A couple of weeks ago my spouse and I decided to take a little road trip. It was mainly to get away from the daily grind and close out the summer but we each had other ideas as well. She wanted to visit a niece that she hadn’t seen for a while and I wanted to make a stop at my father’s birthplace. Well, we accomplished both of those goals and managed to cover a lot of beautiful country in the process. This post, however, is about my encounter with my father’s past.
My father (Ivan “Hap” Murray) was born in 1918 near the tiny little town of Coffee Creek, Montana. It is about 60 miles southeast of Great Falls and smack in the middle of the Montana flat lands. I had contacted a second cousin, who still lives in the area, prior to the trip and fortunately we were able to hook up for the day and he agreed to take us on a tour of the old homeland. Both of our grandfathers (who were brothers) had settled homesteads in the area when it opened up for homesteading in 1910. My grandfather only lasted until the beginning of the depression, and took off for the west coast around 1930 when my father was 12 years old, but his grandfather had stayed and worked the homestead until he passed away in the ’90s. My guide had lived on the original homestead until he was old enough to strike out on his own. We went to the site (see the attached photo), which is now part of a much larger farm nearby, and took it all in. The old, crumbling barn was probably built in the ’20s but the house was in good enough shape when the property was sold that it was moved to another location. The hill in the background is called Square Butte and is the only prominent geological landmark in the region.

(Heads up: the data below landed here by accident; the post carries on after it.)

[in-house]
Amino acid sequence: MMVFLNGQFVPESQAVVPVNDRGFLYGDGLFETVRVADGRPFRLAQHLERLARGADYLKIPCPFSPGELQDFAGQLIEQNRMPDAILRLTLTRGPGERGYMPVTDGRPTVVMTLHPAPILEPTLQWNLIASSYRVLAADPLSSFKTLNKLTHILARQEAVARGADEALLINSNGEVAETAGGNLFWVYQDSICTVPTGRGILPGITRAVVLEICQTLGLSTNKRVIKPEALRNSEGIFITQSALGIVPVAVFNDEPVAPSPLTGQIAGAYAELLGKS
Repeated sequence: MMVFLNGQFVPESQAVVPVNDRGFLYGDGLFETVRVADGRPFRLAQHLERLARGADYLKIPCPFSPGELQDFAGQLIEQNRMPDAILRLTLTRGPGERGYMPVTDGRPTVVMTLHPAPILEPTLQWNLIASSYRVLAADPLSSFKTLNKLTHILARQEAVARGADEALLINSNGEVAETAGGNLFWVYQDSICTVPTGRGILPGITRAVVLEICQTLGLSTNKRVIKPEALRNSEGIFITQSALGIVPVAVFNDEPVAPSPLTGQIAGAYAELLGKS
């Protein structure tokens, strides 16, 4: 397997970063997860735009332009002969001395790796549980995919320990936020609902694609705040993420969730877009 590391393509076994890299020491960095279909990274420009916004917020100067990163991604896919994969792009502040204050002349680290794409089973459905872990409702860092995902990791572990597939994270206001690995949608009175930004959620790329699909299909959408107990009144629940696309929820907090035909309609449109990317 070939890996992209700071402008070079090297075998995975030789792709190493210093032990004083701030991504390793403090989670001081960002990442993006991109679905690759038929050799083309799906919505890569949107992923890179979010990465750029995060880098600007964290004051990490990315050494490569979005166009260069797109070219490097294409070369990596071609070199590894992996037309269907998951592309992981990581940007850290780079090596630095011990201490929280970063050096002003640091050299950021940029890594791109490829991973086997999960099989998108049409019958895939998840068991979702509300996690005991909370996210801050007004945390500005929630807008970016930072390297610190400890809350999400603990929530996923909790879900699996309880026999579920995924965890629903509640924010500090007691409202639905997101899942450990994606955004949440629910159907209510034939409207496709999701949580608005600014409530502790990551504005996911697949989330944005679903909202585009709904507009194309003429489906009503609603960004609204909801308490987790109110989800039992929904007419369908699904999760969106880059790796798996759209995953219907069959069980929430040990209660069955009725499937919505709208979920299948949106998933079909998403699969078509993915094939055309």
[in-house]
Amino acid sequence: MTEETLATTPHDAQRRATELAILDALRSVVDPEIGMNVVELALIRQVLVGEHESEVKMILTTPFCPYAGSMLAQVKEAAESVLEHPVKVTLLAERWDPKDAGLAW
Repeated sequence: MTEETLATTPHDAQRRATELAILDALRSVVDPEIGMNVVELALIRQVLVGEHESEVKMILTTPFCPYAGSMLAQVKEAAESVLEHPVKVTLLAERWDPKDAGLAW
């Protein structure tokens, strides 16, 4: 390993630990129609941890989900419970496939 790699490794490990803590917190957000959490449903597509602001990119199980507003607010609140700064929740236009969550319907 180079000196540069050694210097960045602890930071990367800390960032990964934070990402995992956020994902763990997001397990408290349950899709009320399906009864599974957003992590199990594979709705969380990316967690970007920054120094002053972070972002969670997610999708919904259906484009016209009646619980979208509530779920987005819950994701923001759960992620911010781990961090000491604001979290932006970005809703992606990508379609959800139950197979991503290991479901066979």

Coffee Creek is still there, still tiny, and pretty well worn down. Viewed from the little cemetery on the hill above town it doesn’t make much of an impression. But my father spent his childhood here and there is a tremendous amount of family history tied to it. To give you an idea of its importance to the family, two of my great-grandmothers are buried in that little cemetery as well as my guide’s grandparents and many other assorted relatives.
We met another second cousin when we stopped for lunch at another little town (Denton) nearby and apparently the intersection near the homestead site is still referred to by the family name Murray Corner.
It was a very rewarding trip and I am really glad I took the time. Most every family has places like this that held the family for a while and soaked into the fabric of their being. My father and my grandparents talked about that place all the while I was growing up. I needed to make that stop.